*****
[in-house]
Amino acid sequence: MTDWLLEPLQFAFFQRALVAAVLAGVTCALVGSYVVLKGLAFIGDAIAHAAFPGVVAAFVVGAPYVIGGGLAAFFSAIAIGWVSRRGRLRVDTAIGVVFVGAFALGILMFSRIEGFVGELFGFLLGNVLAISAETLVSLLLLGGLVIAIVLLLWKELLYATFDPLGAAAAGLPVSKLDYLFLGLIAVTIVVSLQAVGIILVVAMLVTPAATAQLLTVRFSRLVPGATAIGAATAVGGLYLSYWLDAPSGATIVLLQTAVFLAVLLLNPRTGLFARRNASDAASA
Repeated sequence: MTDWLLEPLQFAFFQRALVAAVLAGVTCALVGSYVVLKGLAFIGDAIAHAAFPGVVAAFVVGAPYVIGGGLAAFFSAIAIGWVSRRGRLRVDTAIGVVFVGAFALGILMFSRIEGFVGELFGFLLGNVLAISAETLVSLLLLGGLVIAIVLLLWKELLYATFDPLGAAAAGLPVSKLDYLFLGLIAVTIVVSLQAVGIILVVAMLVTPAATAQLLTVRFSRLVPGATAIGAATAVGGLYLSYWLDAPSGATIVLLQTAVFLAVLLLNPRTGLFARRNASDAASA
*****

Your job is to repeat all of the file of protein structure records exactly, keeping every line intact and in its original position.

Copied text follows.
[in-house]
Amino acid sequence: MTDWLLEPLQFAFFQRALVAAVLAGVTCALVGSYVVLKGLAFIGDAIAHAAFPGVVAAFVVGAPYVIGGGLAAFFSAIAIGWVSRRGRLRVDTAIGVVFVGAFALGILMFSRIEGFVGELFGFLLGNVLAISAETLVSLLLLGGLVIAIVLLLWKELLYATFDPLGAAAAGLPVSKLDYLFLGLIAVTIVVSLQAVGIILVVAMLVTPAATAQLLTVRFSRLVPGATAIGAATAVGGLYLSYWLDAPSGATIVLLQTAVFLAVLLLNPRTGLFARRNASDAASA
Repeated sequence: MTDWLLEPLQFAFFQRALVAAVLAGVTCALVGSYVVLKGLAFIGDAIAHAAFPGVVAAFVVGAPYVIGGGLAAFFSAIAIGWVSRRGRLRVDTAIGVVFVGAFALGILMFSRIEGFVGELFGFLLGNVLAISAETLVSLLLLGGLVIAIVLLLWKELLYATFDPLGAAAAGLPVSKLDYLFLGLIAVTIVVSLQAVGIILVVAMLVTPAATAQLLTVRFSRLVPGATAIGAATAVGGLYLSYWLDAPSGATIVLLQTAVFLAVLLLNPRTGLFARRNASDAASA